Denise de Oliveira lost her job as a janitor in June when she had to stay home to care for her 13-year-old son, who had pneumonia. The 45-year-old single mother of four has kept food on the table, however, thanks to a government program that pays her family $70 per month.
"It doesn't give you enough to buy everything you want, but it sure helps," said de Oliveira, who lives on a dirt street in this impoverished town on the outskirts of Rio de Janeiro.
Unlike traditional government handouts, however, this popular anti-poverty program, which has spread throughout Latin America and even to New York City, requires that de Oliveira's children stay in school. The children also must have twice-a-year health exams and be vaccinated against diseases.
The program goes by different names — Bolsa Familia (Family Fund) in Brazil and Oportunidades (Opportunities) in Mexico, the most populous countries it's in — and has slightly different rules depending on the country. Analysts say it's become the most successful anti-poverty program in years because it requires the poor to do something meaningful and measurable in exchange for government charity.
"I have worked in this field for 30 years in every region of the world," said Helena Uribe, a senior anti-poverty specialist at the World Bank in Washington. "This is the one (program) that works. It has showed that you can reach poor people today and position them to improve opportunities over a lifetime."
"The programs are popular because they have quick impacts that are measurable," said Amanda Glassman, a specialist in the program at the Inter-American Development Bank. "Well-child visits go up. Vaccination rates go up. School attendance goes up. Kids are taller for their age, even if they've been in the program for only a year."
Fears that the program would encourage families to have more children, stay at home rather than work to collect benefits or become playthings of patronage-happy politicians have proved to be unfounded, Glassman added.
The program began in Brazil and Mexico in the mid-1990s. About 100 million people now are enrolled in it in Latin America, including 45 million in Brazil and 12 million in Mexico, according to the World Bank. Every Latin American country except Venezuela, Cuba, and Nicaragua has some version of the program, and millions more receive benefits in places such as Bangladesh, Kenya, and Pakistan.
The cash payments typically go only to women, who're more likely than men are to make sure that the money is spent on food and clothing, analysts say.
Bolsa Familia has had its most dramatic effect in Brazil, where 25 percent of the country's residents receive benefits.
Sergei Soares, who studies Bolsa Familia for the Institute of Applied Economic Research, a Brazilian government research institute, said, "It has kept millions of kids from dying from starvation and related illnesses."
In Mexico, researchers have found that the dropout rates of 16- to 19-year-olds in rural areas dropped by 20 percent.
On the health side, researchers have found that children in Mexico gained an extra half-inch in height on average, while malnutrition dropped nearly 7 percent in children younger than 2 in Colombia, according to the World Bank.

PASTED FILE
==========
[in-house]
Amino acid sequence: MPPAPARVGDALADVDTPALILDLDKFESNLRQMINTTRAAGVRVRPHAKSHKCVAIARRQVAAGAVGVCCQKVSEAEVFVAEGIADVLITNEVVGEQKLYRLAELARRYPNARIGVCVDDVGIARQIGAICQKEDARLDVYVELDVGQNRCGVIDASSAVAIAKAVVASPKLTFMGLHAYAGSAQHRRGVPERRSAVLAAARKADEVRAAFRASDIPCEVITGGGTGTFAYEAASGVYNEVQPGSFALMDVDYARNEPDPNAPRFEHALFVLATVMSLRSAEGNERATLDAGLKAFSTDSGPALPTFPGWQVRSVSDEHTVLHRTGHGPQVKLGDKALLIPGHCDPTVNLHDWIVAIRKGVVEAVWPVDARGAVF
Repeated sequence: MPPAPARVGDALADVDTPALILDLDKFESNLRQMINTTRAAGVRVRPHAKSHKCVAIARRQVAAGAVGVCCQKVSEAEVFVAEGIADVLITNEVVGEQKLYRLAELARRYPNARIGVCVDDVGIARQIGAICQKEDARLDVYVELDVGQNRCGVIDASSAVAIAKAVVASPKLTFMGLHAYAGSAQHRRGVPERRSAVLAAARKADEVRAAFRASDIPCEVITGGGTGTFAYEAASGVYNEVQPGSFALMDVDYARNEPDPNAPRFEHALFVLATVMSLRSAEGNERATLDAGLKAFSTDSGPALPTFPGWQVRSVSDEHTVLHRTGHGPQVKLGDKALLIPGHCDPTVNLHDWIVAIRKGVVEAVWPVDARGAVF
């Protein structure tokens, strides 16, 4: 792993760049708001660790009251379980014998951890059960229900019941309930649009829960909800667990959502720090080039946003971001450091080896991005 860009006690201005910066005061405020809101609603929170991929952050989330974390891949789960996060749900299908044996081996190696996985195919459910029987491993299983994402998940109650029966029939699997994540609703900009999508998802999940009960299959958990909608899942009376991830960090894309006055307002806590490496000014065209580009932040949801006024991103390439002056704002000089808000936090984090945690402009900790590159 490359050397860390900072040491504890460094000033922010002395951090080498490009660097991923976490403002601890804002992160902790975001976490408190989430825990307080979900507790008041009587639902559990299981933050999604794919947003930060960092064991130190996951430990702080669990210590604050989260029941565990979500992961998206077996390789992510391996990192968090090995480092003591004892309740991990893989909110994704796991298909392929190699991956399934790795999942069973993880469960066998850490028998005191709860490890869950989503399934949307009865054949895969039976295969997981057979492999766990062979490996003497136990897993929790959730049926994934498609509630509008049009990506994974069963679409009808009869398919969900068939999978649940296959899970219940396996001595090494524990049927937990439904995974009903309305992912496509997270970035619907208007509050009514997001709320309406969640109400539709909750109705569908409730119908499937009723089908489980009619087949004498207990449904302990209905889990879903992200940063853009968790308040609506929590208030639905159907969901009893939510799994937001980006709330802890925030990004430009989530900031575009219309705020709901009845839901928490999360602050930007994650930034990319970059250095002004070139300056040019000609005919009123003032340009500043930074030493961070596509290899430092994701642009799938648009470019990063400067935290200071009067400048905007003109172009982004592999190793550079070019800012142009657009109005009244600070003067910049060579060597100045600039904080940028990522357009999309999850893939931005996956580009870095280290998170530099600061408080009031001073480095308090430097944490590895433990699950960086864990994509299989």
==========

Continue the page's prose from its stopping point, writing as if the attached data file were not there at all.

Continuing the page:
However, the programs — which social scientists call "conditional cash transfers" — also demonstrate the limits of anti-poverty programs.
"The programs are not a panacea to poverty," Glassman said. "They are part of the answer to poverty."
Soares, who calls the program a huge success, said it had done little to reduce poverty in Brazil because its greatest impact had been keeping the poorest of the poor alive and making their lives somewhat more bearable. In other words, they've moved up from the bottom rung, but remain poor.
The program also has yet to lift classroom test scores in Mexico, the one country where data are available. It's barely raised school enrollment in urban areas throughout the region because most children already were in school.
"It's so easy and seemingly indefensible to write a check for poor people," said Samuel Morley, a longtime anti-poverty specialist, referring to the World Bank and the Inter-American Development Bank. Both institutions have loaned billions of dollars and provided expert advice to developing countries to implement and manage the program.
"But I wish they spent more money on actually improving the quality of schools. The education system is starved for funds."
The schools they attend, he said, "are not very good. They need better materials, computers and teachers."
However, Behrman said that children who spent more time in school tended to be more productive when they entered the work force and to exhibit more self-discipline, and even were better parents.
"More time in school matters," he said.
In Brazil, Soares said, students who spend at least eight years in school are six times less likely to be homicide victims than those who spend four years or less in school.
In Santa Cruz, a struggling town 90 minutes by car from Rio de Janeiro, Selma Floriano, like her neighbors, swears by the program. She sat in a side patio filled with old shoes and a broken-down washing machine and discussed Bolsa Familia.
"Before, children had to leave school to work and help the family out," said Floriano, a 49-year-old mother of eight. "Now, if your children are juggling for tips at a stoplight instead of being in school, they can drop you from the program."